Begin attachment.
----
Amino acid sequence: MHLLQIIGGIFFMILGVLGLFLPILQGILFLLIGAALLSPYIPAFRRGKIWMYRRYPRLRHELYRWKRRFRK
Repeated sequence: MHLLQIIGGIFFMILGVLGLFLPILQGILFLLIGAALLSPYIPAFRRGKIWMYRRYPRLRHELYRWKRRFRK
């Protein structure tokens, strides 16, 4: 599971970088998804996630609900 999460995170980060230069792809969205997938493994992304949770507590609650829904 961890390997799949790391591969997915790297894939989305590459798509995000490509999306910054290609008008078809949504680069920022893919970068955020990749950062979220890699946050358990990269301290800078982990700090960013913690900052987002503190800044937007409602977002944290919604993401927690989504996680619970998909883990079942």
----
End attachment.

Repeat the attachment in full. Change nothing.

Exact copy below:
Amino acid sequence: MHLLQIIGGIFFMILGVLGLFLPILQGILFLLIGAALLSPYIPAFRRGKIWMYRRYPRLRHELYRWKRRFRK
Repeated sequence: MHLLQIIGGIFFMILGVLGLFLPILQGILFLLIGAALLSPYIPAFRRGKIWMYRRYPRLRHELYRWKRRFRK
């Protein structure tokens, strides 16, 4: 599971970088998804996630609900 999460995170980060230069792809969205997938493994992304949770507590609650829904 961890390997799949790391591969997915790297894939989305590459798509995000490509999306910054290609008008078809949504680069920022893919970068955020990749950062979220890699946050358990990269301290800078982990700090960013913690900052987002503190800044937007409602977002944290919604993401927690989504996680619970998909883990079942």